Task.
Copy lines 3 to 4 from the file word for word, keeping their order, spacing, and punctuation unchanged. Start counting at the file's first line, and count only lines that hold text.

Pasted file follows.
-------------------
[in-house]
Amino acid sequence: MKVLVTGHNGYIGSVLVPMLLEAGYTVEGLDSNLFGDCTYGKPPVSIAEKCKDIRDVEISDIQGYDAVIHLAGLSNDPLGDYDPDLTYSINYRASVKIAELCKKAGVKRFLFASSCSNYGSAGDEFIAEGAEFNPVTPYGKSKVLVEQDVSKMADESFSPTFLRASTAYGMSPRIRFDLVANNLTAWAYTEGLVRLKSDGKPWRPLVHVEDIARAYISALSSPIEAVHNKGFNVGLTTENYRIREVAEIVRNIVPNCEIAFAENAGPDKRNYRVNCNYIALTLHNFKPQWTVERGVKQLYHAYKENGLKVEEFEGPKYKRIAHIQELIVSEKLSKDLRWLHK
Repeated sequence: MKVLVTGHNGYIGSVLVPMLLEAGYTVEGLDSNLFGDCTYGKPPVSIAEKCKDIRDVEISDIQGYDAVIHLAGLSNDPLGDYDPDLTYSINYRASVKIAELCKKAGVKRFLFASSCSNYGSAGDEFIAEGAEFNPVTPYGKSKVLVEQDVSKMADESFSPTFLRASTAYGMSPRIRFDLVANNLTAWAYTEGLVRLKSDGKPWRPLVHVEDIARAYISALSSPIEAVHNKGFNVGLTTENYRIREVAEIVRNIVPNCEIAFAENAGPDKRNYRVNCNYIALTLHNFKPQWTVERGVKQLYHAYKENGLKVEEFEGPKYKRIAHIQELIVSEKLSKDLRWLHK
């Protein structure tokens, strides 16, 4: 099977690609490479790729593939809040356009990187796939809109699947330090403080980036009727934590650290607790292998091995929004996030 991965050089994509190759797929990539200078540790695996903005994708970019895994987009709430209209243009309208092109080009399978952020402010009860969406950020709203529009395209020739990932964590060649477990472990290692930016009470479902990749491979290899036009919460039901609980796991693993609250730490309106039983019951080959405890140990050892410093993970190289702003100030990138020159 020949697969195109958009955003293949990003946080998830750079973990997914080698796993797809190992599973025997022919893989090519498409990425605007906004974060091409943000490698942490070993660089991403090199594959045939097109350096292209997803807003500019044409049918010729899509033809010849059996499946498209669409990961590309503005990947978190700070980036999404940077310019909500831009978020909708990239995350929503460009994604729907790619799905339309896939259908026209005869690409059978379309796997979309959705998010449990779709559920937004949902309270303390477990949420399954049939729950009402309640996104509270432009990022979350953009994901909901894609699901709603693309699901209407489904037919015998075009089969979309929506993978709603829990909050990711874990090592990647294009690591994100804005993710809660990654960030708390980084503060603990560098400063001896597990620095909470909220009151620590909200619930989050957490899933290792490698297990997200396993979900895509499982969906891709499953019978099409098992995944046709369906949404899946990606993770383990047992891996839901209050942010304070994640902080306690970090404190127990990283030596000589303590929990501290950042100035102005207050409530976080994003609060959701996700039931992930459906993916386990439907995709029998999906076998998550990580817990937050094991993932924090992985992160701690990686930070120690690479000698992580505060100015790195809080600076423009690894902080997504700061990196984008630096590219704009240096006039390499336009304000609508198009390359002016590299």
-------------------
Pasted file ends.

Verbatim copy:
Repeated sequence: MKVLVTGHNGYIGSVLVPMLLEAGYTVEGLDSNLFGDCTYGKPPVSIAEKCKDIRDVEISDIQGYDAVIHLAGLSNDPLGDYDPDLTYSINYRASVKIAELCKKAGVKRFLFASSCSNYGSAGDEFIAEGAEFNPVTPYGKSKVLVEQDVSKMADESFSPTFLRASTAYGMSPRIRFDLVANNLTAWAYTEGLVRLKSDGKPWRPLVHVEDIARAYISALSSPIEAVHNKGFNVGLTTENYRIREVAEIVRNIVPNCEIAFAENAGPDKRNYRVNCNYIALTLHNFKPQWTVERGVKQLYHAYKENGLKVEEFEGPKYKRIAHIQELIVSEKLSKDLRWLHK
């Protein structure tokens, strides 16, 4: 099977690609490479790729593939809040356009990187796939809109699947330090403080980036009727934590650290607790292998091995929004996030 991965050089994509190759797929990539200078540790695996903005994708970019895994987009709430209209243009309208092109080009399978952020402010009860969406950020709203529009395209020739990932964590060649477990472990290692930016009470479902990749491979290899036009919460039901609980796991693993609250730490309106039983019951080959405890140990050892410093993970190289702003100030990138020159 020949697969195109958009955003293949990003946080998830750079973990997914080698796993797809190992599973025997022919893989090519498409990425605007906004974060091409943000490698942490070993660089991403090199594959045939097109350096292209997803807003500019044409049918010729899509033809010849059996499946498209669409990961590309503005990947978190700070980036999404940077310019909500831009978020909708990239995350929503460009994604729907790619799905339309896939259908026209005869690409059978379309796997979309959705998010449990779709559920937004949902309270303390477990949420399954049939729950009402309640996104509270432009990022979350953009994901909901894609699901709603693309699901209407489904037919015998075009089969979309929506993978709603829990909050990711874990090592990647294009690591994100804005993710809660990654960030708390980084503060603990560098400063001896597990620095909470909220009151620590909200619930989050957490899933290792490698297990997200396993979900895509499982969906891709499953019978099409098992995944046709369906949404899946990606993770383990047992891996839901209050942010304070994640902080306690970090404190127990990283030596000589303590929990501290950042100035102005207050409530976080994003609060959701996700039931992930459906993916386990439907995709029998999906076998998550990580817990937050094991993932924090992985992160701690990686930070120690690479000698992580505060100015790195809080600076423009690894902080997504700061990196984008630096590219704009240096006039390499336009304000609508198009390359002016590299």